I’d had an awful week, an avalanche of problems, burdens piling up and a small army of negative thoughts and despondencies gathering in my mind like rainclouds. On Saturday I turned my back on my urban life, jumped into my car and drove out to Whatipu, out through the foggy green hills of the Waitakeres, their flanks gleaming wet, under a sky filled with clouds sagging with rain, their bellies like drooping pillows. And on to the beach, the balm of emptiness and open spaces, not a soul anywhere in this wilderness of distance. Then this sudden sunlight like a benediction, and sitting in a warm hollow between dunes, hearing the cadences of sea, cry of gulls, the waning chatter of my tired mind responding to the emptiness.
And back again to the remembered skills of meditation, learned and put aside years earlier, gathering my mind into focus on my breath, breathing in the prana of the universe – purifying thought, recharging my tired body – and following the slowing breath down into a forgotten stillness. Sitting there a full hour unmoving, all my ordinary life fallen away, a lovely sense of reconnecting with some essence of being, my Buddha self, my soul, an inner space untouched by the problems of my life. And gathering strength both from nature – the wide spaces that so nourish the heart and spirit – and from the power of meditation to remind of other priorities and purposes.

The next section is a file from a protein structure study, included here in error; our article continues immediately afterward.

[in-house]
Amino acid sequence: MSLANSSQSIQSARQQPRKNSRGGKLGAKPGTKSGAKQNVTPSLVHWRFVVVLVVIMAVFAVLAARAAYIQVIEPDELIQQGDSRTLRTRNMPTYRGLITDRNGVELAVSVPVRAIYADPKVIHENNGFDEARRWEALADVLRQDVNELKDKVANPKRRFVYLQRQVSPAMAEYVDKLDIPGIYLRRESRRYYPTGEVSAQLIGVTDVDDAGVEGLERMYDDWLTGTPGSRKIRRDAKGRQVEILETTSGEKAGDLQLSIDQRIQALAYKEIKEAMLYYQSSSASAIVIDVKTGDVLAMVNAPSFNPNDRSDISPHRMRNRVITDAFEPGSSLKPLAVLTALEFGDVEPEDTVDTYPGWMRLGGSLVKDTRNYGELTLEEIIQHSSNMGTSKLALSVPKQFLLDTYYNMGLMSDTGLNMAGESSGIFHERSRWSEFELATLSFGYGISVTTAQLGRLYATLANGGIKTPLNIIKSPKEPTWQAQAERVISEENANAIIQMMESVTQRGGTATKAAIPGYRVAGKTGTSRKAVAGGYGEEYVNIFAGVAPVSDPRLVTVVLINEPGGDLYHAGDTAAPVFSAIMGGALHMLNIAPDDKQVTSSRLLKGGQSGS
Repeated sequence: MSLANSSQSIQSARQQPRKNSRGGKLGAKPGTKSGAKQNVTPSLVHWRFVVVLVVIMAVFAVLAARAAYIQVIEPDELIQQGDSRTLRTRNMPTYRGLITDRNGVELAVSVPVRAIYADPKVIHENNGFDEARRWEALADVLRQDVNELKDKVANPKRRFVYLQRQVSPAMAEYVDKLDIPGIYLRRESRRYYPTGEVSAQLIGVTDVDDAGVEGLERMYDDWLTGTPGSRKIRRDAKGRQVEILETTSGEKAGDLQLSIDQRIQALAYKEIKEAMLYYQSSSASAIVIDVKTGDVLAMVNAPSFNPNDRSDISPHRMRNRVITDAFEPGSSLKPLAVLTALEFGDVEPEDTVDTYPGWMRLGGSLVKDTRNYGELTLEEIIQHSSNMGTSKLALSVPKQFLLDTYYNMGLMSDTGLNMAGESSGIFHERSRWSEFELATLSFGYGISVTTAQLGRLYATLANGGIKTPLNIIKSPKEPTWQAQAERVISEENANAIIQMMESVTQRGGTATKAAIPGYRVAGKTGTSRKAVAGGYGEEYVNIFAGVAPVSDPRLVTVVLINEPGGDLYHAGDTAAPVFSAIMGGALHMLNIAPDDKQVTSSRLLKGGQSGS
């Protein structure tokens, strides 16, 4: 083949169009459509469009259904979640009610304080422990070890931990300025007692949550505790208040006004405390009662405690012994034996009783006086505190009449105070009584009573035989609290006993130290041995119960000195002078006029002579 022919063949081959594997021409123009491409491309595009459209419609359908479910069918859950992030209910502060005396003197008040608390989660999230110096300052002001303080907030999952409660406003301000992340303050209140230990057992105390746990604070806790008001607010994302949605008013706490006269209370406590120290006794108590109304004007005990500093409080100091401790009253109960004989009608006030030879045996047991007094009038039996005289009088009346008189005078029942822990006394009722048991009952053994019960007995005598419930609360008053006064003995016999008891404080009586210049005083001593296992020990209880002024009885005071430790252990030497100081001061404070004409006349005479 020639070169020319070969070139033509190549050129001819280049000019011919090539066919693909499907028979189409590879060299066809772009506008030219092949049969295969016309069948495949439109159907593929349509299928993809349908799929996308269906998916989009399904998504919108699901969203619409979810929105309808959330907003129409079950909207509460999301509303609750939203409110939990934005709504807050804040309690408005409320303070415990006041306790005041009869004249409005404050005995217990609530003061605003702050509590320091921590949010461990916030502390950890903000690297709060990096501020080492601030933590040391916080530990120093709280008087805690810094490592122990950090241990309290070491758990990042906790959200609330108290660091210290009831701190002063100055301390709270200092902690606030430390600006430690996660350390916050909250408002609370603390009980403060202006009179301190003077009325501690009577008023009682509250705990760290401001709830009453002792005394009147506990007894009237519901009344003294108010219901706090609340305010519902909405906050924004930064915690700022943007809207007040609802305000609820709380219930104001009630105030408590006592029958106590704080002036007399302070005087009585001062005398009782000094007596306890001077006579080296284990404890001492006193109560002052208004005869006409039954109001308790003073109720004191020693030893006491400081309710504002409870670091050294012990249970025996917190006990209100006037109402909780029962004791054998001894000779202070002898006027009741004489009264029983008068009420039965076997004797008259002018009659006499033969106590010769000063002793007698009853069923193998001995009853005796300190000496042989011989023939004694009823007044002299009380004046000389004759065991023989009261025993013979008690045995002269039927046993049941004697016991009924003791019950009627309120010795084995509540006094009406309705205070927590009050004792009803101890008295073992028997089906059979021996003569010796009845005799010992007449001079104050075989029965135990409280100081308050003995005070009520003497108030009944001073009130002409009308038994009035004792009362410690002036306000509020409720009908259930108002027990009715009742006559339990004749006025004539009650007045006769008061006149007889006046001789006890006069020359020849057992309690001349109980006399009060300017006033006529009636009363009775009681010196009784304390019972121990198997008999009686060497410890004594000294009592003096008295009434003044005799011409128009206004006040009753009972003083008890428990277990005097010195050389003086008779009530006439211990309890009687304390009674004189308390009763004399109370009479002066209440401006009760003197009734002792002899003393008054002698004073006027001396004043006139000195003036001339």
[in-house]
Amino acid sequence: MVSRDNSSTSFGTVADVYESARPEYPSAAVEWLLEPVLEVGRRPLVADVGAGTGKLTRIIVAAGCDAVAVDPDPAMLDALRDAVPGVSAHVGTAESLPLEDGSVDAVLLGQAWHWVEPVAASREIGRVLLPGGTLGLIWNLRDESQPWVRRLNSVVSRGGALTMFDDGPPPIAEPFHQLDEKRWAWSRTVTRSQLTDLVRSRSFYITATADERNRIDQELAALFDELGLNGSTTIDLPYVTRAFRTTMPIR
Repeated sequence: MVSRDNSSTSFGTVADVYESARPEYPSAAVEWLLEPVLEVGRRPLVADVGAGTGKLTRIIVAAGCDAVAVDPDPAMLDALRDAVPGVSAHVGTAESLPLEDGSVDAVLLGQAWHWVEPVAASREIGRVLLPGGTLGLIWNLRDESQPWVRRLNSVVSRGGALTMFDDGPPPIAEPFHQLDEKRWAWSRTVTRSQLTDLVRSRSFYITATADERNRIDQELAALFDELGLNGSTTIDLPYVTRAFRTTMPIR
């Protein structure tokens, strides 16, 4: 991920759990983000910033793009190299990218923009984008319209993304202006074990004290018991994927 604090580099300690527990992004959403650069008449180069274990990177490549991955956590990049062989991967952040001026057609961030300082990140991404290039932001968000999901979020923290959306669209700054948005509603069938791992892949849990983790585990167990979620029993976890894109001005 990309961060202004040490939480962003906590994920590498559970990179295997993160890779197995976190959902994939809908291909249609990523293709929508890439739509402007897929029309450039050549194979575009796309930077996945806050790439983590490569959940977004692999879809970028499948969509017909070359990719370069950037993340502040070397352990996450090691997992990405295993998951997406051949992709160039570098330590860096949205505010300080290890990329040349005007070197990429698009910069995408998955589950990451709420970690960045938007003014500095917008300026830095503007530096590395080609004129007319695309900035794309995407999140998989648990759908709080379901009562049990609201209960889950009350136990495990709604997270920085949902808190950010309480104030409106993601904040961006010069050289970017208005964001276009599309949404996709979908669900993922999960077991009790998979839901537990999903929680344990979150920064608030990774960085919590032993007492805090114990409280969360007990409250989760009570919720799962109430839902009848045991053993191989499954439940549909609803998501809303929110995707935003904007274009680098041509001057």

Walking back slowly through wetlands and dunes, the green combers of the sea falling far out, feeling unburdened and peaceful at last, remembering my deeper purpose and the renewal of my spiritual quest. Back in my car, searching for a notebook in the glove compartment, an aphorism card falls almost into my lap – this couplet by spiritual teacher and poet Sri Chinmoy that so encapsulates my morning’s sweet experience:
‘Self-mastery and God-discovery
Are the only two things
That each human being on earth
Must take seriously.
Everything else can be taken lightly.’